Construction worker measuring a building exterior.

Construction Insurance

What kind of work do you do?
Choose from the nation's best insurance providers
Logos of Insureon's partners.

Top insurance policies for construction and installation businesses

Business insurance can help pay for lawsuits, injuries, damaged materials, and theft. Small construction businesses often buy the following insurance policies to protect against common risks.

General liability insurance

General liability insurance icon

A general liability policy protects construction contractors against legal costs related to client property damage and injuries. It's often required by commercial leases and contracts.

  • Client bodily injuries
  • Accidental damage to a client's property
  • Defamation and copyright lawsuits

Business owner's policy

Business owner’s policy icon

Construction businesses and contractors can save money with a business owner's policy, or BOP. It includes both general liability coverage and commercial property insurance at a discount.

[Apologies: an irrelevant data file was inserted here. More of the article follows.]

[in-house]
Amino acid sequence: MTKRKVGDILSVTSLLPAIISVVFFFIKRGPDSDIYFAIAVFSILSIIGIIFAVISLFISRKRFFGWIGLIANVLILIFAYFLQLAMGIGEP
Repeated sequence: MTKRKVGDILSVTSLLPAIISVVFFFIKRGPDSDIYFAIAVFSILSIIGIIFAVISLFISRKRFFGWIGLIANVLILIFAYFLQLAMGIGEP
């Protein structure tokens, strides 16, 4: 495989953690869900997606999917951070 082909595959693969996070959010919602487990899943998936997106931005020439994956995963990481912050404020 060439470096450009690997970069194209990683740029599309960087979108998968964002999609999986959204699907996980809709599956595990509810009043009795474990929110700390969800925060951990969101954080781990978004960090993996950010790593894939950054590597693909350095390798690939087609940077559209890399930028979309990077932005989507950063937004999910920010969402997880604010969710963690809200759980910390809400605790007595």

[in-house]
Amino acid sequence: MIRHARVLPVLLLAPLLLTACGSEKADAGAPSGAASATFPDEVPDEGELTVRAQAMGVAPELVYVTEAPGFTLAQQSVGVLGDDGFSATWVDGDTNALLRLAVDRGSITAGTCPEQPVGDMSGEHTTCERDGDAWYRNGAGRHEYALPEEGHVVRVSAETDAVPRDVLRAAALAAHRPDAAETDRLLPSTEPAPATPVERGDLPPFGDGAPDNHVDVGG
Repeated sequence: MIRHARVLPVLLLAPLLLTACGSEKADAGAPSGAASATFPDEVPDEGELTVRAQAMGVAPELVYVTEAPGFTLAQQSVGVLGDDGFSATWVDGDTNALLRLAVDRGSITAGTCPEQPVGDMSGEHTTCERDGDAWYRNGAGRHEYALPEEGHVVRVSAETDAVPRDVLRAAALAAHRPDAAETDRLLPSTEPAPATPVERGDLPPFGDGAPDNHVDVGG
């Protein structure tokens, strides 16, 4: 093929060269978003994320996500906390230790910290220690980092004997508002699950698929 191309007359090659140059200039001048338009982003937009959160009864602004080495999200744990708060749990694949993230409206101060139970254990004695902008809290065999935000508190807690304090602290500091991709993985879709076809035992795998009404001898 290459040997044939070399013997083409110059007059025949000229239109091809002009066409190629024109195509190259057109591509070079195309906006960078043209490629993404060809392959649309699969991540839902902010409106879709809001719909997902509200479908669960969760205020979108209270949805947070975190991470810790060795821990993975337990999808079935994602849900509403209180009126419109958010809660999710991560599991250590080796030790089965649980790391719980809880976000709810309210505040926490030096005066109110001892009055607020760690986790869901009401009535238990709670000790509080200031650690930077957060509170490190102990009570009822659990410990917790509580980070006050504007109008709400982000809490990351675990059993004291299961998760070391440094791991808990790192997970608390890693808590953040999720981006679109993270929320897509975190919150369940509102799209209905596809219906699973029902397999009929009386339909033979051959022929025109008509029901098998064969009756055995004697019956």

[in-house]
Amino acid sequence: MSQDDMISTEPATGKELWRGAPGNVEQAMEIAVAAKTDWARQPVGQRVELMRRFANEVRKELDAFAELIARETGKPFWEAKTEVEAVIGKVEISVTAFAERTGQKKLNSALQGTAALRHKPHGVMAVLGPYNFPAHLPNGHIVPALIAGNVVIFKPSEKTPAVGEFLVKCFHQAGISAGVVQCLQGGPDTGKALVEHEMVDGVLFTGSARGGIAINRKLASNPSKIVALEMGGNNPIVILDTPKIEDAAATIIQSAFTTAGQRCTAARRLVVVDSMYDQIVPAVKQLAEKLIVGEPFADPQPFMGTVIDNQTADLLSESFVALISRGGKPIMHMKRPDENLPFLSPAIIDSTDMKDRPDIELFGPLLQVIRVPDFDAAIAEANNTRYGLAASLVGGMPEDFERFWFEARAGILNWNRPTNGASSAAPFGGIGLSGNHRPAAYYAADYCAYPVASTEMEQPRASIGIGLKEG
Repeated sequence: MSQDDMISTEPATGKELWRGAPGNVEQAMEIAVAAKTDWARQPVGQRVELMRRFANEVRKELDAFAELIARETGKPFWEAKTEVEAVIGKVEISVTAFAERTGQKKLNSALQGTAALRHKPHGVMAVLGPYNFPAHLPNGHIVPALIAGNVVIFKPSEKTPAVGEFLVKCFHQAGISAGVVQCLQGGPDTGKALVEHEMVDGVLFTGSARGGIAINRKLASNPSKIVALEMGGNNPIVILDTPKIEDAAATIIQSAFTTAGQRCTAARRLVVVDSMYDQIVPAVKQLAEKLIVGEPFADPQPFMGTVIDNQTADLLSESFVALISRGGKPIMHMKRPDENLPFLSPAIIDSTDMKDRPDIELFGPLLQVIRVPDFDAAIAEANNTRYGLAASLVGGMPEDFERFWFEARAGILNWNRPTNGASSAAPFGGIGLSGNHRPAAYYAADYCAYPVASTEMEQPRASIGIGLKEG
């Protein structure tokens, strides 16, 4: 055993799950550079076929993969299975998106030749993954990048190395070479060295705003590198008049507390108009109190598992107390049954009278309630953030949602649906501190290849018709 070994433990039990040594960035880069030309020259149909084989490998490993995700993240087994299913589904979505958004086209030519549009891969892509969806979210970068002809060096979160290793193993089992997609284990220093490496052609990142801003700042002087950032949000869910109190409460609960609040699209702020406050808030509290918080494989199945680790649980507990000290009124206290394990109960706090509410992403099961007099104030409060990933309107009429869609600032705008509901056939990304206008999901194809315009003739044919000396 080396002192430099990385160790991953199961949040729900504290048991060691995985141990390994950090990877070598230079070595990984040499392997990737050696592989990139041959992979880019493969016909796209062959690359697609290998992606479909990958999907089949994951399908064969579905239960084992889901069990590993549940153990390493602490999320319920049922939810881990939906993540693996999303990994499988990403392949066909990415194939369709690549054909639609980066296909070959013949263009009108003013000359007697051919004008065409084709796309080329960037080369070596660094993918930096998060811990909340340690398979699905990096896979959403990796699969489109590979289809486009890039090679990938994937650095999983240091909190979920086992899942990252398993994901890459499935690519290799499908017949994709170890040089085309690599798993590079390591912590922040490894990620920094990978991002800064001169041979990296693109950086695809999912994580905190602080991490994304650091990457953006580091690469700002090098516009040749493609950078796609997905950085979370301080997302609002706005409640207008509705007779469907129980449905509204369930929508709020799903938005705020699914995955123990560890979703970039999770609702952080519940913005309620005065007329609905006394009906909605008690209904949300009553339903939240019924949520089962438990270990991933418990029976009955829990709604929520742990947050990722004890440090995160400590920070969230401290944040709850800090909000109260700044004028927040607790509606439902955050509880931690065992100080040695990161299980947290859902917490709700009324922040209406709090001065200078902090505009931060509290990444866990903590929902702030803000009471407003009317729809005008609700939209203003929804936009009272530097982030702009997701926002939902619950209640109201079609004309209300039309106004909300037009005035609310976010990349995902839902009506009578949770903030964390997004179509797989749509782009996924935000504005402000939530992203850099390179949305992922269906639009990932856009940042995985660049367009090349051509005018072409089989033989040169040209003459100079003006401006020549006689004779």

• Slip-and-fall injuries
  • Accidental damage to a client's property
  • Theft and vandalism

Workers' comp insurance

Workers’ compensation insurance icon

Businesses with employees are usually required to carry this policy to cover workplace injuries. In some states, even sole proprietors who work in construction must carry this coverage.

  • Medical bills for injured workers
  • Disability benefits
  • Lawsuits from workplace accidents

Commercial auto insurance

Commercial auto insurance icon

Construction vehicles must carry this coverage to comply with state laws. It helps pay for financial losses in an accident, including legal costs and property repairs.